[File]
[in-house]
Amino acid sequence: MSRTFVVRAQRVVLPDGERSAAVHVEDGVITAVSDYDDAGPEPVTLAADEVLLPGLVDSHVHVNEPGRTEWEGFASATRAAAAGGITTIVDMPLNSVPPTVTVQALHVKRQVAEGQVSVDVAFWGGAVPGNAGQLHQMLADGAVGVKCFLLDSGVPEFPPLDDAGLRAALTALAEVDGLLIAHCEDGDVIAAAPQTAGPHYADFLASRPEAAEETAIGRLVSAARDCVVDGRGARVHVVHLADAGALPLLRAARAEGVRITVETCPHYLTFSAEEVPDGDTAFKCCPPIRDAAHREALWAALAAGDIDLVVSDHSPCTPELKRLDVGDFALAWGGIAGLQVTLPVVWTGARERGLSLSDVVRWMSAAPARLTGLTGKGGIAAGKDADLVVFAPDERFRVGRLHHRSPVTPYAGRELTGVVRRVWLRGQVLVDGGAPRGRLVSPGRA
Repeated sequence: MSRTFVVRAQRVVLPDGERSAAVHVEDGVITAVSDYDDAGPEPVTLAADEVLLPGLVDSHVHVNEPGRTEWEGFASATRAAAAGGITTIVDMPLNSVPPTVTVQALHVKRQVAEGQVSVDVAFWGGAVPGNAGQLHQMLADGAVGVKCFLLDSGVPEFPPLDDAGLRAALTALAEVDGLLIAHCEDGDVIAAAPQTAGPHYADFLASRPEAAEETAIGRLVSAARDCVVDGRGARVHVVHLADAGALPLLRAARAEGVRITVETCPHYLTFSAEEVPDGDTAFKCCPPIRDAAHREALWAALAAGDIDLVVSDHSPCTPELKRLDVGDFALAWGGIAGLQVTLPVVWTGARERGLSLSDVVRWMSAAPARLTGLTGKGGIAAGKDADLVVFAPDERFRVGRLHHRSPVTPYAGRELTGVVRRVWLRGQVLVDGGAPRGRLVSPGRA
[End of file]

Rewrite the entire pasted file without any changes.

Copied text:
[in-house]
Amino acid sequence: MSRTFVVRAQRVVLPDGERSAAVHVEDGVITAVSDYDDAGPEPVTLAADEVLLPGLVDSHVHVNEPGRTEWEGFASATRAAAAGGITTIVDMPLNSVPPTVTVQALHVKRQVAEGQVSVDVAFWGGAVPGNAGQLHQMLADGAVGVKCFLLDSGVPEFPPLDDAGLRAALTALAEVDGLLIAHCEDGDVIAAAPQTAGPHYADFLASRPEAAEETAIGRLVSAARDCVVDGRGARVHVVHLADAGALPLLRAARAEGVRITVETCPHYLTFSAEEVPDGDTAFKCCPPIRDAAHREALWAALAAGDIDLVVSDHSPCTPELKRLDVGDFALAWGGIAGLQVTLPVVWTGARERGLSLSDVVRWMSAAPARLTGLTGKGGIAAGKDADLVVFAPDERFRVGRLHHRSPVTPYAGRELTGVVRRVWLRGQVLVDGGAPRGRLVSPGRA
Repeated sequence: MSRTFVVRAQRVVLPDGERSAAVHVEDGVITAVSDYDDAGPEPVTLAADEVLLPGLVDSHVHVNEPGRTEWEGFASATRAAAAGGITTIVDMPLNSVPPTVTVQALHVKRQVAEGQVSVDVAFWGGAVPGNAGQLHQMLADGAVGVKCFLLDSGVPEFPPLDDAGLRAALTALAEVDGLLIAHCEDGDVIAAAPQTAGPHYADFLASRPEAAEETAIGRLVSAARDCVVDGRGARVHVVHLADAGALPLLRAARAEGVRITVETCPHYLTFSAEEVPDGDTAFKCCPPIRDAAHREALWAALAAGDIDLVVSDHSPCTPELKRLDVGDFALAWGGIAGLQVTLPVVWTGARERGLSLSDVVRWMSAAPARLTGLTGKGGIAAGKDADLVVFAPDERFRVGRLHHRSPVTPYAGRELTGVVRRVWLRGQVLVDGGAPRGRLVSPGRA